2009/8/14 Ben Dunlap <bdun...@agentintellect.com>

> 2009/8/14 João Cândido de Souza Neto <j...@consultorweb.cnt.br>:
> > I think a good solution is to put the ini file out of your html folder so
> > only your scripts can read it.
> I agree, and I try to do the same, but I've noticed that most
> open-source CMSes I've looked at (Drupal, Joomla, Textpattern, CMS
> Made Simple) have always stored database credentials inside of
> DocumentRoot, by default.
> Not sure if this is a compromise to allow ease-of-use by
> less-technical users, or if my insistence on putting this sort of file
> outside of DocumentRoot is just paranoia (and not the good kind).
> I'd definitely be interested to hear how others on the list approach
> this problem.
> And that's only one part of the equation, if you're on a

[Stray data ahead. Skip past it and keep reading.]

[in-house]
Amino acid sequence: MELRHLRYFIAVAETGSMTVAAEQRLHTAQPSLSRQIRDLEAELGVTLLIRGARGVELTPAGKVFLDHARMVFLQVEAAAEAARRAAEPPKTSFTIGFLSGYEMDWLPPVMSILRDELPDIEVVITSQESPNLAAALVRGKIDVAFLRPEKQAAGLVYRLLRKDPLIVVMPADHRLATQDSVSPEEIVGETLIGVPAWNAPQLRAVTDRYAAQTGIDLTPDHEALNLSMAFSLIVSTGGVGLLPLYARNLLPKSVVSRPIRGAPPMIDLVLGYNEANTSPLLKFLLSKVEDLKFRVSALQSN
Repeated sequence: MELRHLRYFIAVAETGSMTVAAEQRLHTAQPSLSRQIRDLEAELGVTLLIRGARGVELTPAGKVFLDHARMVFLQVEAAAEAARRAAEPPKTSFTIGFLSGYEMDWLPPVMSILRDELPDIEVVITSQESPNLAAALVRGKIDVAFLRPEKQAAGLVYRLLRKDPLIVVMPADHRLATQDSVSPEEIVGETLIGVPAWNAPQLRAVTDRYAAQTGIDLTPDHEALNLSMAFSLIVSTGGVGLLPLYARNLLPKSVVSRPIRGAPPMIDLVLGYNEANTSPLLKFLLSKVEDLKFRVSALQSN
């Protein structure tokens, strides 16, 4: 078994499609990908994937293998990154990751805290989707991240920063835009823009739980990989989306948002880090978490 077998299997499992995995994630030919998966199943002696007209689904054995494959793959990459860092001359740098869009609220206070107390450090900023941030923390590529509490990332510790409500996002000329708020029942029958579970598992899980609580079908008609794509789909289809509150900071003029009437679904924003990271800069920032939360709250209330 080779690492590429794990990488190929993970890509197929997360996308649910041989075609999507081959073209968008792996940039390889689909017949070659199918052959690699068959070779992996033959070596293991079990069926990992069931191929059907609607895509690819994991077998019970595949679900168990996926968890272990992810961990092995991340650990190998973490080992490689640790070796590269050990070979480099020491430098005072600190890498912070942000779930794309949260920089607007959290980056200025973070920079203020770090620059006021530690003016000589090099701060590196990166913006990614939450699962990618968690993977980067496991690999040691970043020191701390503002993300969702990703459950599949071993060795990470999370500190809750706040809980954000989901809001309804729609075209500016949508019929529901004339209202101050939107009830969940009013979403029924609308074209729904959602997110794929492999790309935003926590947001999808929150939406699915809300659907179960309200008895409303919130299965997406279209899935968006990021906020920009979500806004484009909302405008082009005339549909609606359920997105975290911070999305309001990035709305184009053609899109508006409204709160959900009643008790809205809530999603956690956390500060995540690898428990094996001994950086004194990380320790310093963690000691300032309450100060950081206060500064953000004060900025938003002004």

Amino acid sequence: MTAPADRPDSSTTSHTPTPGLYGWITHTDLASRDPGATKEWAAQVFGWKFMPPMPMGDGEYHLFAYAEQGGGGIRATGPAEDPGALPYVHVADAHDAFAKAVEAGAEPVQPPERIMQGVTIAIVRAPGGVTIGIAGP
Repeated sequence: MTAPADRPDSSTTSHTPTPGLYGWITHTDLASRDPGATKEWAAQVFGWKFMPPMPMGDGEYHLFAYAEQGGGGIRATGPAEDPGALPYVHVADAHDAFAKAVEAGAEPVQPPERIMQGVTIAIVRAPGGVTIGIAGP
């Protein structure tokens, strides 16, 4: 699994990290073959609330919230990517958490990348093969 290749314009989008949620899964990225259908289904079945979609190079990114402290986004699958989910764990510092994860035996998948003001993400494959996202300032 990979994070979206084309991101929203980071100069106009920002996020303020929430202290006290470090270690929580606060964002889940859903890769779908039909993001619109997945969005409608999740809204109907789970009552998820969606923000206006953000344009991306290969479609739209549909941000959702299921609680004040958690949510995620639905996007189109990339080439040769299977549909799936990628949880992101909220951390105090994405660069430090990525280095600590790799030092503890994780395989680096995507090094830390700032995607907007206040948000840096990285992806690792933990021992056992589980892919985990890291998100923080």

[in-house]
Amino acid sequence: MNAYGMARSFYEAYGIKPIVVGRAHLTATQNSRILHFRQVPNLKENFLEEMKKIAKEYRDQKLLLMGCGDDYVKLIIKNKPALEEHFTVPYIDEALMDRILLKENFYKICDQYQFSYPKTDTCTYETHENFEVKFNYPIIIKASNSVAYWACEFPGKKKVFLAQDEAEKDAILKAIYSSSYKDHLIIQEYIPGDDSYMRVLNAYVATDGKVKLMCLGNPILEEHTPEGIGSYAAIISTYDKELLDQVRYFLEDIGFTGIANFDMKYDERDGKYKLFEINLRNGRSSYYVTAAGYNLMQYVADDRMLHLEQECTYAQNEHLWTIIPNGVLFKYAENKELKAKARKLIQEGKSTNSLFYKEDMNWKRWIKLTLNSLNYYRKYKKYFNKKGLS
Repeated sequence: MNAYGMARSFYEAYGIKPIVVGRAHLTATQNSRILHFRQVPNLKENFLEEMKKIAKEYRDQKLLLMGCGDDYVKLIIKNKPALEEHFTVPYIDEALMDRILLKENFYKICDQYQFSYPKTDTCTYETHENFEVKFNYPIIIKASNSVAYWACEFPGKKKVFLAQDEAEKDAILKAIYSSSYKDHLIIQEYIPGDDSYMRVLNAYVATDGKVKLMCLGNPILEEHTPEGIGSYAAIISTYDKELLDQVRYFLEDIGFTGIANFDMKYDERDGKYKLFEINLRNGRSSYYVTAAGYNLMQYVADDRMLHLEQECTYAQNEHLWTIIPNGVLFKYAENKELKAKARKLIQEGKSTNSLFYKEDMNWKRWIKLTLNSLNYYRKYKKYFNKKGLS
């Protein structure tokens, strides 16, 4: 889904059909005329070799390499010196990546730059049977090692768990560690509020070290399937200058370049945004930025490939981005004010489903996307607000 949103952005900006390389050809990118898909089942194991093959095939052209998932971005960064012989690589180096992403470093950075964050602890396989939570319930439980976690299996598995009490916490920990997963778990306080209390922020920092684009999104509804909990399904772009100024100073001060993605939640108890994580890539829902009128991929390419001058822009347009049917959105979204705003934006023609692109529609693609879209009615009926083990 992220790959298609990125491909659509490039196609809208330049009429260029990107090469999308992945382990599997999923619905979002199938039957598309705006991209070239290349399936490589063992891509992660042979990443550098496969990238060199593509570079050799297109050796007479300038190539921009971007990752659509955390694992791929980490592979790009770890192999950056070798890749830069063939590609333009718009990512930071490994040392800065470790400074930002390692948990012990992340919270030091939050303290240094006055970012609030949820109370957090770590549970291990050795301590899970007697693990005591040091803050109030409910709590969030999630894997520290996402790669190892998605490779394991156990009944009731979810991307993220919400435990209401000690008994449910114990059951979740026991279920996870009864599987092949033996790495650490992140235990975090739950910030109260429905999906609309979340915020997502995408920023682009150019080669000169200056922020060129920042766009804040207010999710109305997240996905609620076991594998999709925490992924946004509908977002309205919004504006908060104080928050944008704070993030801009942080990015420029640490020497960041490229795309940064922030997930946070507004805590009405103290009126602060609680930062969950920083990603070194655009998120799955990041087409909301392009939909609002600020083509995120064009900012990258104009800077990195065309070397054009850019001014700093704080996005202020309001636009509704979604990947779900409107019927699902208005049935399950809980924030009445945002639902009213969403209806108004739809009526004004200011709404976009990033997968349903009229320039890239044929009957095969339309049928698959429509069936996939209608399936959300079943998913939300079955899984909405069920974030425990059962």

> shared-hosting platform. Are you, or do you have your own server?
> Ben
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A workaround to this is to simple let the browser get the ini as a php file.
What? are you insane? no. it is really easy.

1) Name your ini files .php so, database.ini will be database.php
2) Put in the top of your script this line

;<?php exit;?>

So, when the file is opened as an ini file the semilcolon indicates that
it's a comment.
But, when the browser call for this file... php just exit's in the first

Our data will be safe as long as the first line will remains there.

Martin Scotta

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